King Street business owners who want to be excluded from a new tax district for the street have a chance to vote this week.
Charleston City Council will host a meeting at 5 pm May 17 at city hall to hear objections from business owners. The meeting is part of the standard approval process for a special tax district.
The Business Improvement District will impose an additional tax on all owners of King’s commercial property between Broad and Line streets. District advocates advocate the proposed tax, called an assessment, is based on the value of the property and does not raise the total fee for the commercial property owner by more than 4 percent.
The proposal originally got scrutiny from some business owners when it was approved by the council in January. More than 20 public speakers attended the meeting or submitted comments online expressing concerns. Many fear that the district, which aims to fund beautification efforts, will take over high-end chains while pushing for commercial rent.
For a $ 1 million commercial property, which under South Carolina law is estimated at 6 percent of its value, the new tax would be $ 678 per year.
Of the 467 properties included within the BID, about half will pay less than $ 500 per year, the nonprofit Charleston Downtown Alliance estimates. The alliance is a nonprofit entity that manages BID funds.
The group is comprised of area business owners, including Chris Price, president and owner of commercial real estate firm PrimeSouth Group; Lou Hammond, founder of public relations firm Lou Hammond Group; Rhett Outen, co-owner of Croghan’s Jewel Box; and Helen Hill, CEO of Explore Charleston.
Developments funded by a BID are aimed at keeping the district attractive for visitors and business owners through additional street cleaning, decorations, activity planning and security.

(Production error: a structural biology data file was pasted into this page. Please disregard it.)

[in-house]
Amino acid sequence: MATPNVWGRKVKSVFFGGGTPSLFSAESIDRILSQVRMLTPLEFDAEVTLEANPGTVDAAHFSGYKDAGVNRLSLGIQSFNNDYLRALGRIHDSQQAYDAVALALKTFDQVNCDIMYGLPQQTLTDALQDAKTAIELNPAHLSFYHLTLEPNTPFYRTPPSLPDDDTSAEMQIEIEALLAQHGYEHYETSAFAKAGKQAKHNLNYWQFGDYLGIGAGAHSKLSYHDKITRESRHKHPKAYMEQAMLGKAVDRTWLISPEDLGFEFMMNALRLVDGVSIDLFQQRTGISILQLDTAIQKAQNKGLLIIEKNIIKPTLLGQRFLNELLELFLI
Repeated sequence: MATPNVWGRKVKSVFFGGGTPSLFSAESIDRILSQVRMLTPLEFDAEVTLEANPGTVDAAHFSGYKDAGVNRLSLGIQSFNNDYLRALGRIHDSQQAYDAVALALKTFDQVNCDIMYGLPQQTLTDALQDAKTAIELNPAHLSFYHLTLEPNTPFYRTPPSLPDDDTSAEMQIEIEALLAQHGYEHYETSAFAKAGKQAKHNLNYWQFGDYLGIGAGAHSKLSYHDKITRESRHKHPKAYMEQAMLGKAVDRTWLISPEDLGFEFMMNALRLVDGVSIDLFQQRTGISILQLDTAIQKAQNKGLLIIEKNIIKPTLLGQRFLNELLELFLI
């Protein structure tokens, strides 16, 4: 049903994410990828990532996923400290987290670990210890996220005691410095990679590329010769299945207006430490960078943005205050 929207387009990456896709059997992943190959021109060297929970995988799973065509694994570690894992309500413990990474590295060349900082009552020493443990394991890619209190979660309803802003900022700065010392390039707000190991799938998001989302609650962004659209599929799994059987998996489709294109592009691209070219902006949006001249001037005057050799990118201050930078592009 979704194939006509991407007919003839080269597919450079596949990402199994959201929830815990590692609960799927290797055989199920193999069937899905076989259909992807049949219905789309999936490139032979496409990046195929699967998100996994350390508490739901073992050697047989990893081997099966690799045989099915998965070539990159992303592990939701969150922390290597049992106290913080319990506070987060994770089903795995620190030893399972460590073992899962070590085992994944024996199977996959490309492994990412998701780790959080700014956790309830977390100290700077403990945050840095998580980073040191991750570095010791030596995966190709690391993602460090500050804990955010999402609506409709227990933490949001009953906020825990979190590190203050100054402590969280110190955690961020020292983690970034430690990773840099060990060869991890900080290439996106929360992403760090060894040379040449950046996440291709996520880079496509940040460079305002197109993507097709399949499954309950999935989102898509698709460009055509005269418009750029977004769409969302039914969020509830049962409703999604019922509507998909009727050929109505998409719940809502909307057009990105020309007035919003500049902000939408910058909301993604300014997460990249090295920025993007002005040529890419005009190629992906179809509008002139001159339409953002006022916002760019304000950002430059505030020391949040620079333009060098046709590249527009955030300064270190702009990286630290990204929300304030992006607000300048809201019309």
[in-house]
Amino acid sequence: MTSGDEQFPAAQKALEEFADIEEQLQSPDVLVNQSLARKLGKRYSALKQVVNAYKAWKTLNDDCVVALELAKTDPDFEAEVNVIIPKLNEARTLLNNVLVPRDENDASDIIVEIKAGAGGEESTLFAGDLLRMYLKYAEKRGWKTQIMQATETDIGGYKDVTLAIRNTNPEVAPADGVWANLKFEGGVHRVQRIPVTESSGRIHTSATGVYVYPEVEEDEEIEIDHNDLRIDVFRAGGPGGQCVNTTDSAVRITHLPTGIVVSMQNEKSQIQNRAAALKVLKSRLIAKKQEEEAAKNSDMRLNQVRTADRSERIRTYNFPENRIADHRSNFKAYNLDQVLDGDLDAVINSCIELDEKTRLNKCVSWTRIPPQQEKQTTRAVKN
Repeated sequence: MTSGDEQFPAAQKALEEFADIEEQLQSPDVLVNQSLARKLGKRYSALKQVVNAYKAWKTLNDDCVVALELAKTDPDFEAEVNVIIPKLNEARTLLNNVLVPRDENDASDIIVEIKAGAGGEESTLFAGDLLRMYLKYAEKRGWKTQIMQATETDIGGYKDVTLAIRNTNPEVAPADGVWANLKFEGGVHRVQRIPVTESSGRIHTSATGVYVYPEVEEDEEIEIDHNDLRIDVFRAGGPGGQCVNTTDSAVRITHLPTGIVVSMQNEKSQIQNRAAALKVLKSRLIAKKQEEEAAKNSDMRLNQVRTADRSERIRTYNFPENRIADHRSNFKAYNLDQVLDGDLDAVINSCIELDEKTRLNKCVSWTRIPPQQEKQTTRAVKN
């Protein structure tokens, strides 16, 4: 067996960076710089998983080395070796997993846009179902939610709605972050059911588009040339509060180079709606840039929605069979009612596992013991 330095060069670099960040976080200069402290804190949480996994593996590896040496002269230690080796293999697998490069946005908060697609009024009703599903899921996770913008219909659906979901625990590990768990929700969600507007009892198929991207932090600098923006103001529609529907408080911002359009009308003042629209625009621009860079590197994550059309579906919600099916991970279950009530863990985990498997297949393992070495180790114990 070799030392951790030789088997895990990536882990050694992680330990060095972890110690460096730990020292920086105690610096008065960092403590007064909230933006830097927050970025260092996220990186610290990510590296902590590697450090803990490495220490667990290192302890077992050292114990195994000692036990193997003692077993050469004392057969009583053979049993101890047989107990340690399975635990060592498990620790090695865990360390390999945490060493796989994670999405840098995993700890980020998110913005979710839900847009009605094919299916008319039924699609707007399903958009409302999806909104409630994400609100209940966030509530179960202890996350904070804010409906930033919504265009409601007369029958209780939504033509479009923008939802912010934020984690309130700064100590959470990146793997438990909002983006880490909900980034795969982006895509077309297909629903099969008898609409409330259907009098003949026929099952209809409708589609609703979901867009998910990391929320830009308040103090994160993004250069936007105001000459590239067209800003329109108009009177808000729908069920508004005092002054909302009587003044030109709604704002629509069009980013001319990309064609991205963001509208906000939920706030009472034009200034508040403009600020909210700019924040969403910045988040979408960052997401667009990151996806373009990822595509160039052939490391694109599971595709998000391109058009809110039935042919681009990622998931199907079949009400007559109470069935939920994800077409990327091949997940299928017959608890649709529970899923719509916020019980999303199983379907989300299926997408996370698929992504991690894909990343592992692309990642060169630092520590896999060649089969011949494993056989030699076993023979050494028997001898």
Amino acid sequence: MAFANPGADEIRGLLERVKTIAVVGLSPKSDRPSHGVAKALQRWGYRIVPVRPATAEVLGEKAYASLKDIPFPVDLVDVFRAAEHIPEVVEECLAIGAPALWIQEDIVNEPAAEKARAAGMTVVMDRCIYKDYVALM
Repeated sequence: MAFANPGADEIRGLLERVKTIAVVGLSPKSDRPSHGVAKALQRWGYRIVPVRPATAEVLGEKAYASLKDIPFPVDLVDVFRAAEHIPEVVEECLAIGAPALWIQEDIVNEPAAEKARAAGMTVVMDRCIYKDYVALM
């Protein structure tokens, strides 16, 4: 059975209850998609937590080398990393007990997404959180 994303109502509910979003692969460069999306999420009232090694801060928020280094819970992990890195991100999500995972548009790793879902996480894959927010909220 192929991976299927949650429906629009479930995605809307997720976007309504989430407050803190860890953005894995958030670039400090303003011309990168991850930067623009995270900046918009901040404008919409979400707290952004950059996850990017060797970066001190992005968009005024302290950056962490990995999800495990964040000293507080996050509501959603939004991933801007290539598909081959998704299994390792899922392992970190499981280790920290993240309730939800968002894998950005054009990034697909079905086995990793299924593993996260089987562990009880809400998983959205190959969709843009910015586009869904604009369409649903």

An early draft budget from the Charleston Downtown Alliance showed an annual revenue of about $ 1 million to be spent on services for the district. Nearly 60 percent of that, or $ 600,000, will come from new taxes on commercial property owners. The rest will come from contributions from the public sector, fundraising, grants and revenue from programs.
BID organizers are required to gather support from property owners who represent more than 50 percent of the district’s property value. At the time of approval, King Street BID had written support from owners representing 55 percent of the street property value, with a total of 101 owners.
One of the budget priorities that the alliance is proud of and used by other BIDs is to establish an ambassador program for the street. The ambassadors, hired by the alliance, will walk along King Street offering direction and guidance to visitors. They can also help with security concerns by notifying police of dispersal and other issues.
Others expressed concern in support of the idea.
“The BID, as it now stands, will only lead to more gentrification, Black displacement and diversity in anger,” Allyson Sutton said in an earlier City Council public comment period. Sutton is co-owner of Sightsee Coffee just off King Street.
“I want to see more color business owners, as well as business owners who also don’t own their properties, represented on the board to better represent the street itself,” he said. as Jessica Nicoles in a writing. comment in the past during public comment. Nicoles is the owner of King Street boutique J. Stark.
The district will see the first revenue from taxes in 2023.
Reaching Emma Whalen at 843-708-5837. Follow her on Twitter @_emma_whalen.